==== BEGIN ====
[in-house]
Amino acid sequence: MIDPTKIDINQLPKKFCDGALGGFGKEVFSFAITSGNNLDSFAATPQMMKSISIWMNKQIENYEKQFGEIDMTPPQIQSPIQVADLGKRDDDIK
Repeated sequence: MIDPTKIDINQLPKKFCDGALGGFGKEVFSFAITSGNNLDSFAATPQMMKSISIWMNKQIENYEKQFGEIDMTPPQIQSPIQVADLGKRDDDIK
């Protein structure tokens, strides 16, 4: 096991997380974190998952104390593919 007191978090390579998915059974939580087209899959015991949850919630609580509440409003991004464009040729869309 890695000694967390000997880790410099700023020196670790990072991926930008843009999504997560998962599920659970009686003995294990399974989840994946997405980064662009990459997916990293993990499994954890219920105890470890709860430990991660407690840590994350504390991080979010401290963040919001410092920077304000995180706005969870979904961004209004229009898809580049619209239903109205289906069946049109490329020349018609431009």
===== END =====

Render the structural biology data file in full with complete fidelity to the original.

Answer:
[in-house]
Amino acid sequence: MIDPTKIDINQLPKKFCDGALGGFGKEVFSFAITSGNNLDSFAATPQMMKSISIWMNKQIENYEKQFGEIDMTPPQIQSPIQVADLGKRDDDIK
Repeated sequence: MIDPTKIDINQLPKKFCDGALGGFGKEVFSFAITSGNNLDSFAATPQMMKSISIWMNKQIENYEKQFGEIDMTPPQIQSPIQVADLGKRDDDIK
């Protein structure tokens, strides 16, 4: 096991997380974190998952104390593919 007191978090390579998915059974939580087209899959015991949850919630609580509440409003991004464009040729869309 890695000694967390000997880790410099700023020196670790990072991926930008843009999504997560998962599920659970009686003995294990399974989840994946997405980064662009990459997916990293993990499994954890219920105890470890709860430990991660407690840590994350504390991080979010401290963040919001410092920077304000995180706005969870979904961004209004229009898809580049619209239903109205289906069946049109490329020349018609431009």